LIGNE DIRECTE (STUDENT'S BOOK AND CASSETTE) By Jacqueline Bidard-Gibson and Marie-Therese Villamana Hodder Stoughton Pounds 5.99 and Pounds 25 + VAT respectively
SORRY I DIDN'T QUITE CATCH THAT . . . REPETEZ S'IL VOUS PLAIT By GDA Sharpley Multilingua Pounds 4.95. Cassette Pounds 10
There exists what one might call an embarras de choix of listening materials on the market. It is therefore important to be clear about what you want from a package described as "Listening Activities".
Hodder Stoughton have two new such books with cassettes. Mati res Premi res aims to help advanced learners of French, from A-level or RSA (?spell out)students to those on degree courses.
This seems a rather ambitious target market. Although the topics are appropriate for A-level, the range of styles, vocabulary and expressions is much greater than the average student at this level could cope with. The translation exercises in each "dossier" (for which model answer are included with the cassette) are also too demanding for A-level pupils.
For university students, or those taking Institute of Linguists examinations, however, this is useful. The taped interviews are clear and well-presented and the extracts cover current issues thoroughly: they concentrate on the commercial, industrial and socio-economic aspects of French life.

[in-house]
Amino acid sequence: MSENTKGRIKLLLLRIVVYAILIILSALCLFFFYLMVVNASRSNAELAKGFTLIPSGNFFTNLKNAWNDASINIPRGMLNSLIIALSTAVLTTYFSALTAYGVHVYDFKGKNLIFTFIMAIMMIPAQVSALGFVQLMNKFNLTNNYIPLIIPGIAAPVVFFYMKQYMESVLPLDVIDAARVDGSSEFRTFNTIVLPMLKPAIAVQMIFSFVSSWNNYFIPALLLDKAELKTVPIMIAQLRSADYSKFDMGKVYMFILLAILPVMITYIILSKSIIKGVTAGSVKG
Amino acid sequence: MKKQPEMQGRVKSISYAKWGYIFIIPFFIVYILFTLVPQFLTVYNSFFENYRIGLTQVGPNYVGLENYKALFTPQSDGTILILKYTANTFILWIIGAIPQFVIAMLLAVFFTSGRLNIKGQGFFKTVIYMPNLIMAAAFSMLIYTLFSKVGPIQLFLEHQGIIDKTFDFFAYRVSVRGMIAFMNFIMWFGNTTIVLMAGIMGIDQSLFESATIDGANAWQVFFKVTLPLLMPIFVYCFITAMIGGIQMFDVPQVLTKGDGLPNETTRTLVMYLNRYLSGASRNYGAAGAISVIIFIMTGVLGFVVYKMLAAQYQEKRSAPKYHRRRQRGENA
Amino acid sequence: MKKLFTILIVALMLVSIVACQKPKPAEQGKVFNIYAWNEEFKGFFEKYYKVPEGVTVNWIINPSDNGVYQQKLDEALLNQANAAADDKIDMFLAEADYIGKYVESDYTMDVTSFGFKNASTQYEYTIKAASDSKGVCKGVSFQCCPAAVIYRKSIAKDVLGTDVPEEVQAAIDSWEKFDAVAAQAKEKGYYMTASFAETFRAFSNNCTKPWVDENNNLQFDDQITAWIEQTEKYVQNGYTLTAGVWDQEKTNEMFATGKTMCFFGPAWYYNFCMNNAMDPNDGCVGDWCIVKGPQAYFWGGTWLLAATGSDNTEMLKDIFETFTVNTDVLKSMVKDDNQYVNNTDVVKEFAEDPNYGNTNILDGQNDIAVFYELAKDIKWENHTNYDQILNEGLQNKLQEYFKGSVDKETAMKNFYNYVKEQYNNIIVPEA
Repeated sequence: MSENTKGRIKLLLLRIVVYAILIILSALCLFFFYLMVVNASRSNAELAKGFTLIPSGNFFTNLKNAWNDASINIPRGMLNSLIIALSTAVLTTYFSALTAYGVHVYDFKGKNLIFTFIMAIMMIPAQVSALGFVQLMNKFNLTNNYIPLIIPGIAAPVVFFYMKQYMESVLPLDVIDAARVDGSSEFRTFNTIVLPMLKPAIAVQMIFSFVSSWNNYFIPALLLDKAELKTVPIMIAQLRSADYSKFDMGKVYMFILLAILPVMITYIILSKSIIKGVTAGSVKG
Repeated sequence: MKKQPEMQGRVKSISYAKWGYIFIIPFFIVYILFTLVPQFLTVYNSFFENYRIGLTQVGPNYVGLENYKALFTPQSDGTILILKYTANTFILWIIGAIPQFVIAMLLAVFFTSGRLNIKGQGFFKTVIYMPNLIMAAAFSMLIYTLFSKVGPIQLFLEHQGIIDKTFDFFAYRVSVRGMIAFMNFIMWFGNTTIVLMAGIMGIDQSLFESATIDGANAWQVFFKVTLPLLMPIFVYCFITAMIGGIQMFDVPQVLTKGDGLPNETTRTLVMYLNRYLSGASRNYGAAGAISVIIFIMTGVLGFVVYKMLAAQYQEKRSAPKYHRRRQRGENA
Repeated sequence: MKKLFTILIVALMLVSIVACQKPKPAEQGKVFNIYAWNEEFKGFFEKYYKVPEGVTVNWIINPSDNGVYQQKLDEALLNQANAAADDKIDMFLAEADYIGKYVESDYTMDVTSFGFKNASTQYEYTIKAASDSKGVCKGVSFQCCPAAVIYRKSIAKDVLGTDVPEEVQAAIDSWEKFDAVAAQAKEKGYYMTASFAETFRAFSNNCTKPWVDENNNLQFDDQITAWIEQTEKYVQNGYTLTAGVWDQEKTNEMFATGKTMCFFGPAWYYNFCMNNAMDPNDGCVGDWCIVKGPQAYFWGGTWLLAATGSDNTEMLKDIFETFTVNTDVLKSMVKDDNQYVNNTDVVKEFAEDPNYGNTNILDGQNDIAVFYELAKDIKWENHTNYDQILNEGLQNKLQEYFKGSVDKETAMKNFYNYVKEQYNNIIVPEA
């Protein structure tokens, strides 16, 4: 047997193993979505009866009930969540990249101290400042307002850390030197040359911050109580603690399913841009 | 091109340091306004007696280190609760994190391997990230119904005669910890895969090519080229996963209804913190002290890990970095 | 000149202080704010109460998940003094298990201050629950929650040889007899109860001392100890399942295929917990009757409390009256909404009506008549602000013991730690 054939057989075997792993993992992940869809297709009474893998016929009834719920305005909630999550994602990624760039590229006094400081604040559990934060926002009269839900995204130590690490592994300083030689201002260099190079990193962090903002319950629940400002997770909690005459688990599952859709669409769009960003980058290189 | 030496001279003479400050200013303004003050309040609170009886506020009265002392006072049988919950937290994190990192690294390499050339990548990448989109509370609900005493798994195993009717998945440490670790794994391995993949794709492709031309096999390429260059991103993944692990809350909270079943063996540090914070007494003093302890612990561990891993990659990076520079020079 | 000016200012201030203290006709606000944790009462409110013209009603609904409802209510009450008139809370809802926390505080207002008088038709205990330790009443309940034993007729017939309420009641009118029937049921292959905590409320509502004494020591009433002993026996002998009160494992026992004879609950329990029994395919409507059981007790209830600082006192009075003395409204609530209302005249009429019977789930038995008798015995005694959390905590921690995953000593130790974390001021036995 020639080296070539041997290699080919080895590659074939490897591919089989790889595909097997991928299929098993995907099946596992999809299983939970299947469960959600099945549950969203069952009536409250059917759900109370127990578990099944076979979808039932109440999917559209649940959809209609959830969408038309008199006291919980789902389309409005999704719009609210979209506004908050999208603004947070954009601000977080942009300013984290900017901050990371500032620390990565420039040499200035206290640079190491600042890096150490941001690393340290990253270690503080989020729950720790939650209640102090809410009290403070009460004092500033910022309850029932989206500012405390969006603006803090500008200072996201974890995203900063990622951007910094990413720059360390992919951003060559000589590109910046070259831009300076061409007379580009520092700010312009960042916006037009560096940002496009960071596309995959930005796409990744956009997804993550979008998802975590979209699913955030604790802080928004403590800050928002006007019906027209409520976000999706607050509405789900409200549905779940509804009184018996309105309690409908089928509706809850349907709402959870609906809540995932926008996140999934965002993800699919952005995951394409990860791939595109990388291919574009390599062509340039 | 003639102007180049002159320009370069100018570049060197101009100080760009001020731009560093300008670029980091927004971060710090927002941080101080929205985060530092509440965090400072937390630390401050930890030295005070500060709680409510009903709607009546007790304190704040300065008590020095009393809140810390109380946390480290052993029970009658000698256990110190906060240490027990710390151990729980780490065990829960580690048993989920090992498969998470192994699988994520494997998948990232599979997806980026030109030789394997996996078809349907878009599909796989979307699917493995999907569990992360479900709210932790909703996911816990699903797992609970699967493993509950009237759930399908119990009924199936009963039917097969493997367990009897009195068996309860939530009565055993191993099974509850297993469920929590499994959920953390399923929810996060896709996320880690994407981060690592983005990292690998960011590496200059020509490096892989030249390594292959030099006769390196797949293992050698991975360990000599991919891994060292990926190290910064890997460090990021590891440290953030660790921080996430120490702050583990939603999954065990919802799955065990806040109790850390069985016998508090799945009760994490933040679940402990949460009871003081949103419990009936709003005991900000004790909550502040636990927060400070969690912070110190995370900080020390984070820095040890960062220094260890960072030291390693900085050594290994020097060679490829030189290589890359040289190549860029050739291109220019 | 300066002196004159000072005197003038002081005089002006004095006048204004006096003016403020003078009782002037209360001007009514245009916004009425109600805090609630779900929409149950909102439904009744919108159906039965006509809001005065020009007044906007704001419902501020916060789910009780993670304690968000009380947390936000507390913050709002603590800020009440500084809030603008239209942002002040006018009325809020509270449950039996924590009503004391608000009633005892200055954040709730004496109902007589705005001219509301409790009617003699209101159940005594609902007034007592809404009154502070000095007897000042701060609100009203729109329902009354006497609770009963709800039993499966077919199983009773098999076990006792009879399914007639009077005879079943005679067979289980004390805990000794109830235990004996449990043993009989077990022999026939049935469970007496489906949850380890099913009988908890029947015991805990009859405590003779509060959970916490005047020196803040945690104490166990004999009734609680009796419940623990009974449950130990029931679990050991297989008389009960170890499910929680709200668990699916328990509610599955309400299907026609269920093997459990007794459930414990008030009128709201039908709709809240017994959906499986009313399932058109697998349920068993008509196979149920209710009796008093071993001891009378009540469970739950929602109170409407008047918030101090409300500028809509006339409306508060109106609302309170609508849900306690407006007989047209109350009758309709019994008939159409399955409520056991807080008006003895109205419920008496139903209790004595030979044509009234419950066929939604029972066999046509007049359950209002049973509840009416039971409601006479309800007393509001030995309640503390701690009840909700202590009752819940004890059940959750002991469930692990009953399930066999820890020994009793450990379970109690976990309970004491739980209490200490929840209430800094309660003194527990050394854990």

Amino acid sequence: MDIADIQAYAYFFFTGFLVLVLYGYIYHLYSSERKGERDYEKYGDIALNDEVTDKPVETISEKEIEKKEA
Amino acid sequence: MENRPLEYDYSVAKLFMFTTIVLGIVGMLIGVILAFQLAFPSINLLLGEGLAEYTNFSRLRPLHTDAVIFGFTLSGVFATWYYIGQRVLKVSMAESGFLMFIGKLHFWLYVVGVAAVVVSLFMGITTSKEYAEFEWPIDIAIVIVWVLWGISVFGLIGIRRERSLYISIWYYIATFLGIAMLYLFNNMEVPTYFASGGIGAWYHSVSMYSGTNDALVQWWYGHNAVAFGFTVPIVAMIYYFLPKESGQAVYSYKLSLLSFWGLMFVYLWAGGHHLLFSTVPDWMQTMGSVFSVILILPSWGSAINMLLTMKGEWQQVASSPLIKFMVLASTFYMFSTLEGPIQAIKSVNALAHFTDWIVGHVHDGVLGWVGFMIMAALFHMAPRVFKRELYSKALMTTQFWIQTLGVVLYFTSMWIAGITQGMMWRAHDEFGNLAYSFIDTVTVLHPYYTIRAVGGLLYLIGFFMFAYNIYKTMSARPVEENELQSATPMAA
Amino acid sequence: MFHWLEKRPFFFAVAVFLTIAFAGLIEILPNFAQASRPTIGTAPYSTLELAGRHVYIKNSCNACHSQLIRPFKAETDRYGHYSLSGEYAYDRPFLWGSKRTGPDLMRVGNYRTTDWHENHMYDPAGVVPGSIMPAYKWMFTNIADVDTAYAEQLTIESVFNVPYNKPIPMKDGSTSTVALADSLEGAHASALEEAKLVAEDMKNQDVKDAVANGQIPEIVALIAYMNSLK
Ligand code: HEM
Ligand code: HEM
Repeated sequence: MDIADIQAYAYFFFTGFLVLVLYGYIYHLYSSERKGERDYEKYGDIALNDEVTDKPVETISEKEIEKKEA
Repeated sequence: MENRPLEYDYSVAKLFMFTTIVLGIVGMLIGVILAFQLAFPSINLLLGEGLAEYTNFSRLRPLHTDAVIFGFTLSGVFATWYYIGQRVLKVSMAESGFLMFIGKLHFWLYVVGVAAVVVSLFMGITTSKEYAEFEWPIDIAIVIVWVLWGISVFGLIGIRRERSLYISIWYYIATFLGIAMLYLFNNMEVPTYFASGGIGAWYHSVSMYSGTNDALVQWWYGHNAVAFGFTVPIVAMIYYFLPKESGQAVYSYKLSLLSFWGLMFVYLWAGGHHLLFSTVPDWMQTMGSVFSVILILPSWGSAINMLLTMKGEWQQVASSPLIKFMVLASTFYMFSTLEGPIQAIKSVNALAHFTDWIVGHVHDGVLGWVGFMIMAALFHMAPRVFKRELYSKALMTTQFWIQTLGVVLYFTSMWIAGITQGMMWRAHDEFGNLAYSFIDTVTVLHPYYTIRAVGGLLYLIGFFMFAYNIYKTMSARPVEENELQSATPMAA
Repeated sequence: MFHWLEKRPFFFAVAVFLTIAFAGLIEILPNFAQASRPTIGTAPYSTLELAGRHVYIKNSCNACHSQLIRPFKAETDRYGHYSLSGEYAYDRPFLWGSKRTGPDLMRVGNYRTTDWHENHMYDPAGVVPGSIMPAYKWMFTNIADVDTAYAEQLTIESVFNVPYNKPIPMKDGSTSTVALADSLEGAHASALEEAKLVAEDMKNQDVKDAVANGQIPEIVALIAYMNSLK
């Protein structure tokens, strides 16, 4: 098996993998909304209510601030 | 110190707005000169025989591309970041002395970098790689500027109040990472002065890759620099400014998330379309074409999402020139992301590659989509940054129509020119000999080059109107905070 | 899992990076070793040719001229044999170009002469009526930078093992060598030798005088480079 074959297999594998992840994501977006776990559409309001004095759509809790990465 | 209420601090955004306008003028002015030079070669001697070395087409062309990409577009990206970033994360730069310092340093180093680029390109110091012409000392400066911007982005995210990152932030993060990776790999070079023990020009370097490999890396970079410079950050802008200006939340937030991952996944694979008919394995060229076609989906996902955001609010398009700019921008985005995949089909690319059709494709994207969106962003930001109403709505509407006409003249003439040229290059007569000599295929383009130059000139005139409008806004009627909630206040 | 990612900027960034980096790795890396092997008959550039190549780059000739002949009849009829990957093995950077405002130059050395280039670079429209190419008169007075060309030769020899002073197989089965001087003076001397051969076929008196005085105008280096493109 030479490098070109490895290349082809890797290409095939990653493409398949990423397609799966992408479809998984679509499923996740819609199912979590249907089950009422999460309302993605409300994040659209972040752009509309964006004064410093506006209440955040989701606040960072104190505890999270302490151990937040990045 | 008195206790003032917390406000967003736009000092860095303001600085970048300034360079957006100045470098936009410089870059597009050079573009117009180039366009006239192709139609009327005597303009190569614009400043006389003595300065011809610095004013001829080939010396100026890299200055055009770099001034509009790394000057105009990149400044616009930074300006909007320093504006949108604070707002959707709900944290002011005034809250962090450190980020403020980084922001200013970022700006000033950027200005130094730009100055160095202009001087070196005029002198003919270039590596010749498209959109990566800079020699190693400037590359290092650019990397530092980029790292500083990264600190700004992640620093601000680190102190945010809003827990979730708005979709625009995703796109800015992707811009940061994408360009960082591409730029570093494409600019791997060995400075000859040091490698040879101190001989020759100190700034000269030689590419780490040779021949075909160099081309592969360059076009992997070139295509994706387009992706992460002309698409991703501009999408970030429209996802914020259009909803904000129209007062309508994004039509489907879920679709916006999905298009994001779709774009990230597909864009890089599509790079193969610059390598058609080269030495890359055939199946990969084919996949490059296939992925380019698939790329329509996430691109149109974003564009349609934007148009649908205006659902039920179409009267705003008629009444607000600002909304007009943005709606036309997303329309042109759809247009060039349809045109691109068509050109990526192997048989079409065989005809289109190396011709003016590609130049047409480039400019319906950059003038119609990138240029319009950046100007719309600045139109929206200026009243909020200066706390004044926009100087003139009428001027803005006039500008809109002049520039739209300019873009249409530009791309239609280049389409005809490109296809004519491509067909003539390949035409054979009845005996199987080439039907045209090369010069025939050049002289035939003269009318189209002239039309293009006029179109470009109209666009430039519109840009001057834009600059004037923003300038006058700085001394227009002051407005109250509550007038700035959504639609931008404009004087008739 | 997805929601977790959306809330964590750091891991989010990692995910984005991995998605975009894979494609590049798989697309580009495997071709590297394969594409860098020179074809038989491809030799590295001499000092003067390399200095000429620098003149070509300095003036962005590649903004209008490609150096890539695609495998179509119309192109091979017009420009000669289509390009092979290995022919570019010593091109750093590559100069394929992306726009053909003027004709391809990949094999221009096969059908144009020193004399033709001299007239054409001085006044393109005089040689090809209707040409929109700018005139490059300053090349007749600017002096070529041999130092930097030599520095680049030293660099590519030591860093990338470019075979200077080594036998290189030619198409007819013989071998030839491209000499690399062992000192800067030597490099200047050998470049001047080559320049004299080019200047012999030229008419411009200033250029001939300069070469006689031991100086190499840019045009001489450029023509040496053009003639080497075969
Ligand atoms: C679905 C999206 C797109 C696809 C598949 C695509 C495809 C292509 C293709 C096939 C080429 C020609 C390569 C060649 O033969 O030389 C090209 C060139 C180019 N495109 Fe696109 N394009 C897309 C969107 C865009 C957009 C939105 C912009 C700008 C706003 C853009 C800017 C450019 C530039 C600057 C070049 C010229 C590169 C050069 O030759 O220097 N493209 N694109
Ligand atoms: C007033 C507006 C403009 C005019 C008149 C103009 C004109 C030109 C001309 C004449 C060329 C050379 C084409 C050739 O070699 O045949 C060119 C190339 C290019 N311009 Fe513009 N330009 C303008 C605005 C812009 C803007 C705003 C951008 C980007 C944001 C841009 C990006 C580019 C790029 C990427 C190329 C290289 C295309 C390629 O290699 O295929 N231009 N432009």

Ligne Directe, by contrast, is aimed at non-specialist adult learners wanting extra practice in understanding spoken French. There are four units, covering travel and tourism, restaurants and hotels, daily life and the business world. There is a variety of exercises designed to boost confidence, based on interviews, conversations and telephone messages. I particularly liked the answer given in French on the cassette to check the "match the meanings" exercises.
This is a lively, easy to use and clearly organised book. You could happily pick and choose which section you wanted to concentrate on for practice, correcting yourself with the transcript and answers from the back of the book. Although there are vocabulary lists within the units, it might have been useful to have included a general dictionary section for quick reference.
Finally, Sorry I didn't quite catchthat . . . is quite useful for the business traveller who wants to cope not only with making appointments and surviving meetings but also with cultural differences. We follow the progress of the fictional Mr Proudie through everyday situations - even including a rather less typical stay in hospital after a encounter with a post at a football match.
He discovers that it's best not to telephone the French office at lunchtime and if you find yourself speaking to a female voice, call her Madame. He also realises that French drivers don't usually stop for pedestrians.
The cassette is clear and one of the most useful exercises (of which there are several in each chapter) is where you try to complete your part of a conservation before hearing the answer. Again, there is no general vocabulary section at the back. There are many language guides for English business people abroad, but this one is worth a look.
Bridget Patterson is head of sixth form careers and a language teacher at Northgate High School, Ipswich, Suffolk